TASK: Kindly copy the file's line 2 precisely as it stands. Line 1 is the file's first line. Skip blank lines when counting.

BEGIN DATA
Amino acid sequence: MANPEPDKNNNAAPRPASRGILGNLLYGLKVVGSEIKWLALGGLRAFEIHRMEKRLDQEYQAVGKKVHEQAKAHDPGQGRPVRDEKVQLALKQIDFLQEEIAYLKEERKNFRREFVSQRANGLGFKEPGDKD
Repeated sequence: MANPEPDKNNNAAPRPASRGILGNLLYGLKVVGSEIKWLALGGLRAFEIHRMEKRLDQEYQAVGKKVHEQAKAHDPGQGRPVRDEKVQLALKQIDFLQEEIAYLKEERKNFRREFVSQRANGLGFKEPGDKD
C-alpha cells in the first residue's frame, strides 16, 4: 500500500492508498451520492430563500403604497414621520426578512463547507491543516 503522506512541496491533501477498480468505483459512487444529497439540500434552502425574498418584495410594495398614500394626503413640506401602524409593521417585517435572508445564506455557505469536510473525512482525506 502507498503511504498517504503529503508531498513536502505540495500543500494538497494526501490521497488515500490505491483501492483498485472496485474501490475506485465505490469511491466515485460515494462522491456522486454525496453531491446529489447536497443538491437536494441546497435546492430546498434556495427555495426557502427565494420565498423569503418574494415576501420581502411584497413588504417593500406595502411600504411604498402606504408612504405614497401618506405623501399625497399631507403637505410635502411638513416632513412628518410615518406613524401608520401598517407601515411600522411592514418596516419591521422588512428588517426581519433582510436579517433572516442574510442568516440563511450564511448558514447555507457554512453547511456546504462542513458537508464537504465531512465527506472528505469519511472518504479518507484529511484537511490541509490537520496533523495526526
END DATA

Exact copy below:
Repeated sequence: MANPEPDKNNNAAPRPASRGILGNLLYGLKVVGSEIKWLALGGLRAFEIHRMEKRLDQEYQAVGKKVHEQAKAHDPGQGRPVRDEKVQLALKQIDFLQEEIAYLKEERKNFRREFVSQRANGLGFKEPGDKD